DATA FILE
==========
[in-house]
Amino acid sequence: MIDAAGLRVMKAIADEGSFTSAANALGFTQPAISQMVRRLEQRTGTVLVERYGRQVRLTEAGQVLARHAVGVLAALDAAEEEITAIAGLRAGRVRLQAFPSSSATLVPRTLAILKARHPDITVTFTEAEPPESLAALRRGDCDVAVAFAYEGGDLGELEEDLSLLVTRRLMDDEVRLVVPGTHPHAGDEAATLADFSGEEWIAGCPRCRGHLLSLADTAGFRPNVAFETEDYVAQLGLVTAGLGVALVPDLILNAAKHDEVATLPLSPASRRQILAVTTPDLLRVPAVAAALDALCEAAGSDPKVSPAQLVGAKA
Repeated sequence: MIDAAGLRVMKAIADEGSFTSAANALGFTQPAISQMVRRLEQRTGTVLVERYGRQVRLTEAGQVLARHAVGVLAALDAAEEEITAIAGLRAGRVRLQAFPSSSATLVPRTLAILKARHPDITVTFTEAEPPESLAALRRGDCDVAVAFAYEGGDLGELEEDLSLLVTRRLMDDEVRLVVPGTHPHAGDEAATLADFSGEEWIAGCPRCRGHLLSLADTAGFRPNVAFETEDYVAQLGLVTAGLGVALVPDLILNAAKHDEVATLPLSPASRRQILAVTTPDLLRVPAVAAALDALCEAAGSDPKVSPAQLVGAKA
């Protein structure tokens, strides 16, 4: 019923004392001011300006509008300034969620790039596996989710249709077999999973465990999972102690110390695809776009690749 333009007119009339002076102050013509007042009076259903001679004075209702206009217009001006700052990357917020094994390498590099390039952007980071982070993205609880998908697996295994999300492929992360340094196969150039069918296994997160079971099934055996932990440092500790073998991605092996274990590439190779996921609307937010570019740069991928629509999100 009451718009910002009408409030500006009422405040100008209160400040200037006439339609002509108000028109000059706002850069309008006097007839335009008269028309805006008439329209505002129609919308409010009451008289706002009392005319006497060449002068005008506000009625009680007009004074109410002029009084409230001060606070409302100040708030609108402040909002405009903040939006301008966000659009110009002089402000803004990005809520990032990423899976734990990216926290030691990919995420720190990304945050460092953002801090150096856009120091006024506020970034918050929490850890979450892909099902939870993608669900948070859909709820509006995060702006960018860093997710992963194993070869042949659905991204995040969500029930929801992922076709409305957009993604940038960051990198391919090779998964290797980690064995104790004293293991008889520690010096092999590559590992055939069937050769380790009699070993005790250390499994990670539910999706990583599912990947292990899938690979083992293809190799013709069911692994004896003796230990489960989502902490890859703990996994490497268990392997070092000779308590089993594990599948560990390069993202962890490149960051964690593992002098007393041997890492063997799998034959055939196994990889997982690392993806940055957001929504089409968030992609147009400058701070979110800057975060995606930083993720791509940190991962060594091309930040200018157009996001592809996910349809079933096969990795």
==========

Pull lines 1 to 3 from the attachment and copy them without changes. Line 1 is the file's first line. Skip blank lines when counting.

[in-house]
Amino acid sequence: MIDAAGLRVMKAIADEGSFTSAANALGFTQPAISQMVRRLEQRTGTVLVERYGRQVRLTEAGQVLARHAVGVLAALDAAEEEITAIAGLRAGRVRLQAFPSSSATLVPRTLAILKARHPDITVTFTEAEPPESLAALRRGDCDVAVAFAYEGGDLGELEEDLSLLVTRRLMDDEVRLVVPGTHPHAGDEAATLADFSGEEWIAGCPRCRGHLLSLADTAGFRPNVAFETEDYVAQLGLVTAGLGVALVPDLILNAAKHDEVATLPLSPASRRQILAVTTPDLLRVPAVAAALDALCEAAGSDPKVSPAQLVGAKA
Repeated sequence: MIDAAGLRVMKAIADEGSFTSAANALGFTQPAISQMVRRLEQRTGTVLVERYGRQVRLTEAGQVLARHAVGVLAALDAAEEEITAIAGLRAGRVRLQAFPSSSATLVPRTLAILKARHPDITVTFTEAEPPESLAALRRGDCDVAVAFAYEGGDLGELEEDLSLLVTRRLMDDEVRLVVPGTHPHAGDEAATLADFSGEEWIAGCPRCRGHLLSLADTAGFRPNVAFETEDYVAQLGLVTAGLGVALVPDLILNAAKHDEVATLPLSPASRRQILAVTTPDLLRVPAVAAALDALCEAAGSDPKVSPAQLVGAKA